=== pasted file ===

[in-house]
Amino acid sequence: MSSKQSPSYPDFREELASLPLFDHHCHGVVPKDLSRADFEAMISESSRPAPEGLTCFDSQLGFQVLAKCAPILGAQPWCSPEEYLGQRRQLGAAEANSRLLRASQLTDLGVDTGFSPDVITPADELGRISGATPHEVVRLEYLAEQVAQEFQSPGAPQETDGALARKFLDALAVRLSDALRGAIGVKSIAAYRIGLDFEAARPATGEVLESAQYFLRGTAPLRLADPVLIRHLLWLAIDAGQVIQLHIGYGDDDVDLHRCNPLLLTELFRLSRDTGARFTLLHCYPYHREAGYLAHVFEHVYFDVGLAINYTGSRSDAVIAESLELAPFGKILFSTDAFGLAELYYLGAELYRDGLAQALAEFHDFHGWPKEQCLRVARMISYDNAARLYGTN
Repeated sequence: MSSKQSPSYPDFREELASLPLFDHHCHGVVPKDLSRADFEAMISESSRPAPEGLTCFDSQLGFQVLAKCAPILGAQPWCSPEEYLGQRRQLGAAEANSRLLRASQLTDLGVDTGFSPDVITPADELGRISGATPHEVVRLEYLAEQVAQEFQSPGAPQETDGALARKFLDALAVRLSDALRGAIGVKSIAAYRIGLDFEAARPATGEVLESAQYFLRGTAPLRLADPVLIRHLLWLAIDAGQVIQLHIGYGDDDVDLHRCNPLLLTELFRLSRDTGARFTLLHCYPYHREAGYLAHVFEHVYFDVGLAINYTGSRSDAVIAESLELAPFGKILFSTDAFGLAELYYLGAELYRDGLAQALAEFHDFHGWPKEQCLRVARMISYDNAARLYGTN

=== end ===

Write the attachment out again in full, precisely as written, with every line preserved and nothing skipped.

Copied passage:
[in-house]
Amino acid sequence: MSSKQSPSYPDFREELASLPLFDHHCHGVVPKDLSRADFEAMISESSRPAPEGLTCFDSQLGFQVLAKCAPILGAQPWCSPEEYLGQRRQLGAAEANSRLLRASQLTDLGVDTGFSPDVITPADELGRISGATPHEVVRLEYLAEQVAQEFQSPGAPQETDGALARKFLDALAVRLSDALRGAIGVKSIAAYRIGLDFEAARPATGEVLESAQYFLRGTAPLRLADPVLIRHLLWLAIDAGQVIQLHIGYGDDDVDLHRCNPLLLTELFRLSRDTGARFTLLHCYPYHREAGYLAHVFEHVYFDVGLAINYTGSRSDAVIAESLELAPFGKILFSTDAFGLAELYYLGAELYRDGLAQALAEFHDFHGWPKEQCLRVARMISYDNAARLYGTN
Repeated sequence: MSSKQSPSYPDFREELASLPLFDHHCHGVVPKDLSRADFEAMISESSRPAPEGLTCFDSQLGFQVLAKCAPILGAQPWCSPEEYLGQRRQLGAAEANSRLLRASQLTDLGVDTGFSPDVITPADELGRISGATPHEVVRLEYLAEQVAQEFQSPGAPQETDGALARKFLDALAVRLSDALRGAIGVKSIAAYRIGLDFEAARPATGEVLESAQYFLRGTAPLRLADPVLIRHLLWLAIDAGQVIQLHIGYGDDDVDLHRCNPLLLTELFRLSRDTGARFTLLHCYPYHREAGYLAHVFEHVYFDVGLAINYTGSRSDAVIAESLELAPFGKILFSTDAFGLAELYYLGAELYRDGLAQALAEFHDFHGWPKEQCLRVARMISYDNAARLYGTN